Potatoes have been vilified by dieters for what feels like forever—but whether it's home fries with brunch, chips with your sandwich, or fries with your burger, it takes a whole lot of willpower to steer clear of the starchy staple.
To stop food guilt from ruining potato-based dishes—particularly around the holidays, when potatoes comprise so many of the best seasonal sides—Cosmopolitan.com dug around to see whether potatoes are that bad for you. Here's the deal:1. It's true that potatoes can spike your blood sugar, but that's not the whole story.
The root of the potato's bad reputation can be traced to the glycemic index, a tool nutrition experts use to compare one quality among different foods: how quickly they're broken down into sugars and dumped into the blood stream. When foods are broken down especially quickly—I see you, potatoes!—the body responds by releasing insulin to sop up all the sugar.
The problem, according to Adrienne Youdim, MD, founder of the Center for Weight Loss and Nutrition at Lasky Clinic in Beverly Hills, California, is that this leaves you high and dry on energy, and prone to cravings and hunger—even though you literally just ate. It's a hangry cycle that can make it tough to manage your weight.
Although potatoes eaten alone tend to be digested relatively quickly, so many other factors figure into the digestive process, like serving size, how a food is prepared, what foods accompany said potatoes down the hatch, and whether you started your day with brunch fit for a queen or haven't eaten in hours. In other words, the whole glycemic index thing doesn't end up meaning very much for the average person.
"Potatoes raise the blood sugar as they should to provide for our energy," says John McDougall, MD, a physician and founder of the McDougall Program, author of The Starch Solution. But because humans eat for energy, he argues, that's not necessarily a bad thing.
Even though colorful foods tend to be more celebrated for their nutritional density, white potatoes still provide you with filling fiber, a bit of protein, and plenty of nutrients to boot: B6, Vitamin C, Magnesium.
And just because potatoes contain high-glycemic index carbohydrates doesn't mean they're unhealthy, according to Dr. McDougall. Actually, it's shortsighted to assess a food based on a single quality, like the fact that it's relatively high in carbs.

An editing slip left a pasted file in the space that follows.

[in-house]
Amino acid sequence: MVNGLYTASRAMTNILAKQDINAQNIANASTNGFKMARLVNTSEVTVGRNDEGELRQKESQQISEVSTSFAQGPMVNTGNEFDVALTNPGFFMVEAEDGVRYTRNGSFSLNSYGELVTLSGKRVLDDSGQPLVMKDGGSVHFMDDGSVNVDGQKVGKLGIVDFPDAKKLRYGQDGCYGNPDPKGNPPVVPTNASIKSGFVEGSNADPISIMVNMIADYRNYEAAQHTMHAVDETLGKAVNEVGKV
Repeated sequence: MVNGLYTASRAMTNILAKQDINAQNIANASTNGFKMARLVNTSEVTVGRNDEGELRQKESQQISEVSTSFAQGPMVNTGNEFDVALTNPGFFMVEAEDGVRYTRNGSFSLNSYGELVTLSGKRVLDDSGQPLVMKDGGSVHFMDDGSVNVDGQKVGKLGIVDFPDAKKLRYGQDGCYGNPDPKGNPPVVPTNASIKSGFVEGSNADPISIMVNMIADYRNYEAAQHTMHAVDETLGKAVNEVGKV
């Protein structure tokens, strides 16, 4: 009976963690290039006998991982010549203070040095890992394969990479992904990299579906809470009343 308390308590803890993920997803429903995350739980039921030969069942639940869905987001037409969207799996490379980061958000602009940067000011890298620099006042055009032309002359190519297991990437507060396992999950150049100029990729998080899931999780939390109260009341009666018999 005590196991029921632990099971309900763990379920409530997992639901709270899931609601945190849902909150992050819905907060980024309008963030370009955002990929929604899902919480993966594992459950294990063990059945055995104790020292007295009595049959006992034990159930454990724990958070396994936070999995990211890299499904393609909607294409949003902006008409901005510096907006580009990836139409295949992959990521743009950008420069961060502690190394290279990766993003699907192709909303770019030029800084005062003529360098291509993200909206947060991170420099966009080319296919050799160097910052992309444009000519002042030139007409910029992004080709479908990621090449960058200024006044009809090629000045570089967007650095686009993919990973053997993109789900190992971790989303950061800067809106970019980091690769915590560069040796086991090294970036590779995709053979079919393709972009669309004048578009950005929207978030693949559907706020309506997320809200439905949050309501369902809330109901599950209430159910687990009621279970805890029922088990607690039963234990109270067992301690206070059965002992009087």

3. The way people eat potatoes really ruins potatoes' reputation.
When you deep-fry potatoes, stuff them with cheese, eat them in the form of chips, mash them with loads of butter and cream, or smother them with ketchup and other condiments, you end up adding significant amounts of saturated fat and sugar.
"No one eats french fries by themselves, and it adds up," Dr. Youdim warns—but that's no reason to blame the potatoes themselves. Considering how much people hate on processed foods and harp on clean eating, you certainly can't fault the potato for being overprocessed.4. The real problem with potatoes is eating them in large portions.
Dr. McDougall likes to point out that hundreds of millions of people have lived on starchy vegetables for years. And chances are you've heard of the potato diet—the one where you eat nothing but unlimited amounts of potatoes and still manage to lose excess weight and maintain pretty perfect health. (Because a varied diet helps you get the best mix of nutrients and beat food boredom that can lead to binging, most experts don't recommend this.)
But there's a difference between people who rely on starch as their main source of nutrition and the rest of us, who treat starch as side dishes that just so happen to accompany a burger, omelet, or steak. We eat a lot more and move a lot less than people of yesteryear, so our starch and energy needs are probably much lower, says Dr. Youdim. She recommends sticking to 2- to 3-ounce potato servings, which is amounts to about half a medium potato (or a small order of fast food fries, if you must).
At the end of the day, potatoes are roughly comparable to white rice, nutritionally—and only slightly better for you than white bread, according to Dr. Youdim. Yams and sweet potatoes get extra credit for serving up loads of vitamin A.
When it comes to other starchy veggies, squashes get a leg up for their colorful mix of nutrients and higher water content, which means they contain fewer calories per bite than potatoes. Carrots and peas also offer up lots of nutrients with a slower blood sugar spike—and it helps that peas and carrots aren't typically deep-fried, whipped with cream and butter, or sweetened and baked as a pie. (But again, the way your body reacts to any food depends on many factors.)
In terms of non-vegetable starches, legumes contain just enough protein to tap the breaks on the whole sugar conversion process and deliver more sustainable energy, according to Dr. Youdim, who's also a fan of whole grains and sprouted, grainy breads, which can sometimes outshine potatoes too. That said, given the choice, she'd recommend barley, quinoa, chickpeas, or lentils over potatoes.